Is there no corner of the built environment that has remained untouched by LEED certification? First a McDonald’s in Riverside, California, took LEED Gold for its efforts to green operations (including solar power and low-flow plumbing fixtures), and now Chick-fil-A has done the same in Fort Worth, Texas.
This Chick-fil-A, located in Montgomery Plaza, is the first to be built to LEED specifications — but make no mistake, big green things are in store for the Chick-fil-A chain, across the board.
Not only has the company committed to building four more LEED-qualified restaurants in 2012, it plans to incorporate energy conservation measures and recycled materials into all of its new construction efforts from here on out; by the end of 2012, it expects to see over half of its 1,600+ restaurants nationwide receive energy and water retrofits. These enhancements are expected to result in significant cost savings for each restaurant.
The Montgomery Plaza Chick-fil-A opened nearly a year ago, and will serve as a living laboratory as the company evaluates a variety of environmental initiatives as part of its overall growth strategy. The location’s sustainable features include low-flow fixtures and rainwater harvesting for use in landscape irrigation (resulting in 40 percent less water use than a typical Chick-fil-A), as well as natural daylighting, courtesy of skylights and windows and energy efficient appliances (resulting in 14 percent less energy than it conventionally built brethren).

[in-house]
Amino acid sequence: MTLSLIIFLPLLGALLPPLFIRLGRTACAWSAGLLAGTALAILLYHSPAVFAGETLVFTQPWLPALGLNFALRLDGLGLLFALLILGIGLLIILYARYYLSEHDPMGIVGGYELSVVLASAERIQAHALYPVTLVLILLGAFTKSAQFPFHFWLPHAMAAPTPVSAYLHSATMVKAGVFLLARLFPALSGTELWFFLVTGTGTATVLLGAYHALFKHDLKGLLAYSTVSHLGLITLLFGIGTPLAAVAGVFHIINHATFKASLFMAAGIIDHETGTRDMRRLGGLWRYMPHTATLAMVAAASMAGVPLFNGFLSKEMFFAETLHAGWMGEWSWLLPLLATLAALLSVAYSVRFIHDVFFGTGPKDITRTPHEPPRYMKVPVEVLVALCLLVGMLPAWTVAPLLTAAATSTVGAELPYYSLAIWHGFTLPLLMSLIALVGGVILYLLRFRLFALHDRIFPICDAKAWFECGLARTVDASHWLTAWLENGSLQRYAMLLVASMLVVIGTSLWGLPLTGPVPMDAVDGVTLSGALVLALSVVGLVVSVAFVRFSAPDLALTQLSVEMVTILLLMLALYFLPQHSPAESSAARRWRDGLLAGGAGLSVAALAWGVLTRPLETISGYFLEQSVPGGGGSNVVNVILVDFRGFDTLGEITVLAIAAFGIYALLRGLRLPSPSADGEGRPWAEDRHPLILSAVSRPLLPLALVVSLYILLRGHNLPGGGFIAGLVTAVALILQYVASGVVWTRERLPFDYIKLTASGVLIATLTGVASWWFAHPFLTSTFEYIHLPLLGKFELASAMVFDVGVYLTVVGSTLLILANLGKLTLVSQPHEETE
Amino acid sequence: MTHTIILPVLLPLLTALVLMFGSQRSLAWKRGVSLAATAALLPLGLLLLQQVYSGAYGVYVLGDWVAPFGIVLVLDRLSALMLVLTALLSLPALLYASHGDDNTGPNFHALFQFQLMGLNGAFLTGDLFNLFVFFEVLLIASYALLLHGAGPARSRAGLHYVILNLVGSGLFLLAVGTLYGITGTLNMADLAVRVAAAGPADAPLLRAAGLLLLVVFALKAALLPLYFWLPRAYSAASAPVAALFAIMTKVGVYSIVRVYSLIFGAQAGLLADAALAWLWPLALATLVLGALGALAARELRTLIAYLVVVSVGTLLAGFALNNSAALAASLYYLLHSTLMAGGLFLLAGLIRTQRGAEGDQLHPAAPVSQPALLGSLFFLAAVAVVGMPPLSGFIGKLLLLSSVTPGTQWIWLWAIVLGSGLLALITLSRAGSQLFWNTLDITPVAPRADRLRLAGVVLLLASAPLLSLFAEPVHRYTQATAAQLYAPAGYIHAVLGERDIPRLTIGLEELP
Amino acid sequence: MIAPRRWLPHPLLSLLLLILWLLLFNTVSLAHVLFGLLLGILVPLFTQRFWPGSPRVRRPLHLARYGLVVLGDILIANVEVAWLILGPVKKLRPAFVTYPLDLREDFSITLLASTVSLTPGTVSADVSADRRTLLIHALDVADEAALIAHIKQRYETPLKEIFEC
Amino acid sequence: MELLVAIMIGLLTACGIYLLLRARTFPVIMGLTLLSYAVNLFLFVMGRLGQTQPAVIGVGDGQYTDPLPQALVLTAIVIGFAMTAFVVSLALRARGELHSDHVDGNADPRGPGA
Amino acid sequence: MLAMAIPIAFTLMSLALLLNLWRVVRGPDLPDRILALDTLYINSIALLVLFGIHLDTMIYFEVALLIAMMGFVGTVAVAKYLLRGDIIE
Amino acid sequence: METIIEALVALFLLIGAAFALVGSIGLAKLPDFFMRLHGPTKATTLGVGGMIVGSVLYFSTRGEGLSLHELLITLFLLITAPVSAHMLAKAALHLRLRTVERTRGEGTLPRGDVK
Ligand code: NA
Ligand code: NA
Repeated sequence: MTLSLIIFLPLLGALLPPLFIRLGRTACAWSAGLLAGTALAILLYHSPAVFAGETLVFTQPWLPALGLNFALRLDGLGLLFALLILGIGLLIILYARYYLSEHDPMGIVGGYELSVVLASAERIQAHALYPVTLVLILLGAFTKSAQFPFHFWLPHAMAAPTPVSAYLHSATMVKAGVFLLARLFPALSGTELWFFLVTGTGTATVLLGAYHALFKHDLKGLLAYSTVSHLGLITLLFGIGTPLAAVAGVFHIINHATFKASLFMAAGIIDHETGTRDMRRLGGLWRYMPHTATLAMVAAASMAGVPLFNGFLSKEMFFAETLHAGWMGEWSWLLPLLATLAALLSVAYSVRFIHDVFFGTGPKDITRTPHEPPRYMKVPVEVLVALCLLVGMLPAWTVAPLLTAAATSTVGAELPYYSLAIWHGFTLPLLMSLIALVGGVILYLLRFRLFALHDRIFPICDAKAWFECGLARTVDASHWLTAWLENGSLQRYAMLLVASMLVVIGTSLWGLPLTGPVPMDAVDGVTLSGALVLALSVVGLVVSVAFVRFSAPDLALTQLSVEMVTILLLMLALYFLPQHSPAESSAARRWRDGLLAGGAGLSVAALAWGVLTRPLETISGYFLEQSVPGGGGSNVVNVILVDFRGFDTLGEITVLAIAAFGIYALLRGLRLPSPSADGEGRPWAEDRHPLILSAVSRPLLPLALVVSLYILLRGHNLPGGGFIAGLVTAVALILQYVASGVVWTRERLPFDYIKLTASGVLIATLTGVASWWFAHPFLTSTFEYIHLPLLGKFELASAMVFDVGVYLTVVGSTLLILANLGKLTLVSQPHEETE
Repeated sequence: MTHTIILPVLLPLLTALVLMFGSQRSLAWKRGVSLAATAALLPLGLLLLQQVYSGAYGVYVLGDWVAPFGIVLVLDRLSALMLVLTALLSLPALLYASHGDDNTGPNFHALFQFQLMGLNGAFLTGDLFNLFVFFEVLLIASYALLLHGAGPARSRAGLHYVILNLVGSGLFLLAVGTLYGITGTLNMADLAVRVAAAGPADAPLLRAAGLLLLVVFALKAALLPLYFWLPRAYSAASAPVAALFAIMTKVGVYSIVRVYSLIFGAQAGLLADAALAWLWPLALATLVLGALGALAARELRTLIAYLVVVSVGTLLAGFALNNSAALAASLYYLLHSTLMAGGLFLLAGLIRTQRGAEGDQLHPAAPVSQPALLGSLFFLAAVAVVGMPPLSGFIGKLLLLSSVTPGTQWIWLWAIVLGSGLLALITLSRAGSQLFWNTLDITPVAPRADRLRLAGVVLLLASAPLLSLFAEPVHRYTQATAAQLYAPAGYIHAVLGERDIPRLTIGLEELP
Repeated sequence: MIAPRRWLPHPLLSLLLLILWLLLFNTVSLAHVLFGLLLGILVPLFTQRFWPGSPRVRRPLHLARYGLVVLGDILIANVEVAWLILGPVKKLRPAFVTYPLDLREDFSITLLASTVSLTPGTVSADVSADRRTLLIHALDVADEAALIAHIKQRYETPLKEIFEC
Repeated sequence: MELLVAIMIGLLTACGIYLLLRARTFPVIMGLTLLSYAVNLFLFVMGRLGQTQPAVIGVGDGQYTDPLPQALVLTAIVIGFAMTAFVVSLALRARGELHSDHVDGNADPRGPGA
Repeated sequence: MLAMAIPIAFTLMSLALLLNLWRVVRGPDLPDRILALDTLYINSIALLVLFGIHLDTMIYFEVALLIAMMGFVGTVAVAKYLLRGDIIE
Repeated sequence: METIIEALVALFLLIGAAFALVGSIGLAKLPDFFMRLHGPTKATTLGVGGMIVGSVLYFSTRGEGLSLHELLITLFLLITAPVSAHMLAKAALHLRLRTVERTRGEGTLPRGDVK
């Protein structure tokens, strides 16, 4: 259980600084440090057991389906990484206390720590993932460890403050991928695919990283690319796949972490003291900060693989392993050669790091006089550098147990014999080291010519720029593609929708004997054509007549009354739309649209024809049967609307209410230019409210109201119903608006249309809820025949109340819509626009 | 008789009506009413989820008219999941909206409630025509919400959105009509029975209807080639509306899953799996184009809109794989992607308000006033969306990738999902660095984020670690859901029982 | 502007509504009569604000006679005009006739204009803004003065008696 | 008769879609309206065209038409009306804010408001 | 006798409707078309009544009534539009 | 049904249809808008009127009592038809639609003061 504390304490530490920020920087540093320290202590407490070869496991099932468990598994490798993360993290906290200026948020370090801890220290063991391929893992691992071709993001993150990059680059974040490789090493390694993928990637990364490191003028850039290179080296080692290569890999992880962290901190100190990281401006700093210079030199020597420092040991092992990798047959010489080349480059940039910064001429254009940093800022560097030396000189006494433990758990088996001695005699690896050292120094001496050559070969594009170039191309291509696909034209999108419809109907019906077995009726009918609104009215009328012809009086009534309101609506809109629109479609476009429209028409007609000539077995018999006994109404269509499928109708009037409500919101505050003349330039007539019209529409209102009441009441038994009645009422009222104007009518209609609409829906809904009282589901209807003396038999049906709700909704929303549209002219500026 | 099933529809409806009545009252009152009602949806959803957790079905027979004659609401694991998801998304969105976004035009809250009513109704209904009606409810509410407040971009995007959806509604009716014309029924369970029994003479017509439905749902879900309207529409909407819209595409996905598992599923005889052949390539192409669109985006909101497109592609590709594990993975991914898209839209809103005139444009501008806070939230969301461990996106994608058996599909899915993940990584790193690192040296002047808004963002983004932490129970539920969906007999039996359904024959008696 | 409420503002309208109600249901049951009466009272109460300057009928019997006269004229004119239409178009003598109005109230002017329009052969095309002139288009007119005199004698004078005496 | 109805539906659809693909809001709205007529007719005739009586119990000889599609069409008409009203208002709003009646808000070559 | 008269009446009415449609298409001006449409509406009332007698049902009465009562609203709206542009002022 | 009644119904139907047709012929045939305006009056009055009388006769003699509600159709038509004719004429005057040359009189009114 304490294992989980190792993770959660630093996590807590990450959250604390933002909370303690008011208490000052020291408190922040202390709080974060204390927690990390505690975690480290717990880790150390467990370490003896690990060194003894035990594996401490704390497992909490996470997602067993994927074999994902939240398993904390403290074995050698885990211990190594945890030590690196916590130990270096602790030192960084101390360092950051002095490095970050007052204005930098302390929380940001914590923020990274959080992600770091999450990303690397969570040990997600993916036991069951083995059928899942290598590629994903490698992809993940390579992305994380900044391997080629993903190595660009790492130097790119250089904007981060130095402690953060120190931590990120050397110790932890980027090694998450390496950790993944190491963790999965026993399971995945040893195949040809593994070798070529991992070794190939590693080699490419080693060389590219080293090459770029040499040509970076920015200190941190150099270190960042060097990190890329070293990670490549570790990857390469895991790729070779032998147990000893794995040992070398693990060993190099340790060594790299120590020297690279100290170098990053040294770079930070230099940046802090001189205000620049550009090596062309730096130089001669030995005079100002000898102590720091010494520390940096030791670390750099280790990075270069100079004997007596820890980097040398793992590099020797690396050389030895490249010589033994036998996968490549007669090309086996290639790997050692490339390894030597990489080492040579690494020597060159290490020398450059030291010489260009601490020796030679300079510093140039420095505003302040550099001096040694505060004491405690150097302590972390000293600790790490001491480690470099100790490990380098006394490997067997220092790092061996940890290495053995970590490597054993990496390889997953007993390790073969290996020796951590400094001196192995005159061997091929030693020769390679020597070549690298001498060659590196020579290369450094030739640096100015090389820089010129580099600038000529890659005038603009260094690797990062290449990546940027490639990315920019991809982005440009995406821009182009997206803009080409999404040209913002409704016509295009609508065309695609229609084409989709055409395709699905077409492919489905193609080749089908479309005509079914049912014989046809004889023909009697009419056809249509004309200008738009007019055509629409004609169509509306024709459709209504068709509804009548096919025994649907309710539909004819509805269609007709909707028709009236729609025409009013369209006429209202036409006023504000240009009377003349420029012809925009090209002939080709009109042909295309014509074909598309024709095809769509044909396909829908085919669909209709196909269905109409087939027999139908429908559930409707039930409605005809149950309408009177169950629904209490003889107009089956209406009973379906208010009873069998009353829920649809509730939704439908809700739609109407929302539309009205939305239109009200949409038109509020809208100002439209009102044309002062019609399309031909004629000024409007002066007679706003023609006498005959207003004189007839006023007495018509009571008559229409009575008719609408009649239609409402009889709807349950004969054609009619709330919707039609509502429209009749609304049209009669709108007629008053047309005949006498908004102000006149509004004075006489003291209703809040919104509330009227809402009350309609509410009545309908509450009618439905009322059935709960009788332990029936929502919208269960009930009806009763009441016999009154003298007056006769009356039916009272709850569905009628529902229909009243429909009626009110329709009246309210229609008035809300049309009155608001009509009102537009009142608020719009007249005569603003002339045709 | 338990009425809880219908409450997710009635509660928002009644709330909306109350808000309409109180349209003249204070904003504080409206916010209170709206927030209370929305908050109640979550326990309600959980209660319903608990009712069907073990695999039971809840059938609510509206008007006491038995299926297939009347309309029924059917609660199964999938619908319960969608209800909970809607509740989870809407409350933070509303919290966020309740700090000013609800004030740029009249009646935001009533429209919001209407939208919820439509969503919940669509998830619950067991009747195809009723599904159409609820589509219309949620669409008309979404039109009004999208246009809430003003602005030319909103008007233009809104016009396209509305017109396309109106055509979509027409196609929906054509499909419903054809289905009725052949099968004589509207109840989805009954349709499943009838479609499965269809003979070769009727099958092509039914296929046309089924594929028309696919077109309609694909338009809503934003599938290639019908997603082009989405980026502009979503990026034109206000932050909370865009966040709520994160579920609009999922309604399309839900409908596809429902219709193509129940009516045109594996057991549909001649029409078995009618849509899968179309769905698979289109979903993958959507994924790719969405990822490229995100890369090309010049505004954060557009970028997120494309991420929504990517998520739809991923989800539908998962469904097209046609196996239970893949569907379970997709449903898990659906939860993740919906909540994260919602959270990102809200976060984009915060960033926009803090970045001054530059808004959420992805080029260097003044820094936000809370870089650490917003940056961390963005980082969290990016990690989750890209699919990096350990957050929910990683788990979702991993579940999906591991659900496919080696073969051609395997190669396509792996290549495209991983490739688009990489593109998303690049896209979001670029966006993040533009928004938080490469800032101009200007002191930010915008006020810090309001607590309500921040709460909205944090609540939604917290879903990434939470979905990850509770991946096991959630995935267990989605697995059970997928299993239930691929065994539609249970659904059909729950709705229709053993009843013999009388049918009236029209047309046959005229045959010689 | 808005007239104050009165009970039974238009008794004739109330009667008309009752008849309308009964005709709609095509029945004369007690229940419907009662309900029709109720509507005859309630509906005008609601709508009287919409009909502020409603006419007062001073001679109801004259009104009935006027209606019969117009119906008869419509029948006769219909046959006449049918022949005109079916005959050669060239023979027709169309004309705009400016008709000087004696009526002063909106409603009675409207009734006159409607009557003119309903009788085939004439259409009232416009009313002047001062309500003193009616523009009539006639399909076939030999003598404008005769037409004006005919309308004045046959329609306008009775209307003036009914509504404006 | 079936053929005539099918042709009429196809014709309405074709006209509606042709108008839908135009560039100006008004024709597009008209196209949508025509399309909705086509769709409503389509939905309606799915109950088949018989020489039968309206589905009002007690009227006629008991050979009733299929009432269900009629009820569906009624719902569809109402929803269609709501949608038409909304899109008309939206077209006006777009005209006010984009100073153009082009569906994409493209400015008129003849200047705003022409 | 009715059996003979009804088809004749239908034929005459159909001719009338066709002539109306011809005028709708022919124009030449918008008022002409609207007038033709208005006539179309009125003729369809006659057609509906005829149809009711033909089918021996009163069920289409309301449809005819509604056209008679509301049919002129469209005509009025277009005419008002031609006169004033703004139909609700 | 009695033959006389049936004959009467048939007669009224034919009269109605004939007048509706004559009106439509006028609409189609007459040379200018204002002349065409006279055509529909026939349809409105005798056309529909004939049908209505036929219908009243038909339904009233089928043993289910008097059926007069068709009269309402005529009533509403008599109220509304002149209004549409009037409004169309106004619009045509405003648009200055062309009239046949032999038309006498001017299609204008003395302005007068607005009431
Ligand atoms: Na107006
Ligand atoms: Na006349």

During construction, 50 percent of waste materials were diverted from the landfill through recycling or reuse, and 20 percent of all materials used in construction made use of recycled content. Low-VOC materials were used throughout the project, and — in keeping with the company’s new, chain-wide green efforts –all cardboard and foam cups used in the everyday operations of the restaurant are recycled.
“Chick-fil-A is dedicated to demonstrating our commitment to the environment and the communities in which we operate,” said Senior Director of Environmental Stewardship Michael Garrison, in a statement. “We have learned so much at our living laboratory at Montgomery Plaza. It truly has enabled us to explore and refine our environmental stewardship practices to the point where we can now implement them in many of our restaurants nationwide.”
Dyed-in-the-wool eco-enthusiasts may cry (ahem) foul — citing, perhaps, the environmental degradation associated with intensive poultry farming, the source of all those boneless chicken breast sandwiches served up by Chick-fil-A every day, or the evils of fast food in general. But as the nation’s second-largest fast food restaurant chain, the company’s planned energy and and water conservation measures in locations across the country will no doubt carry at least some positive environmental impact.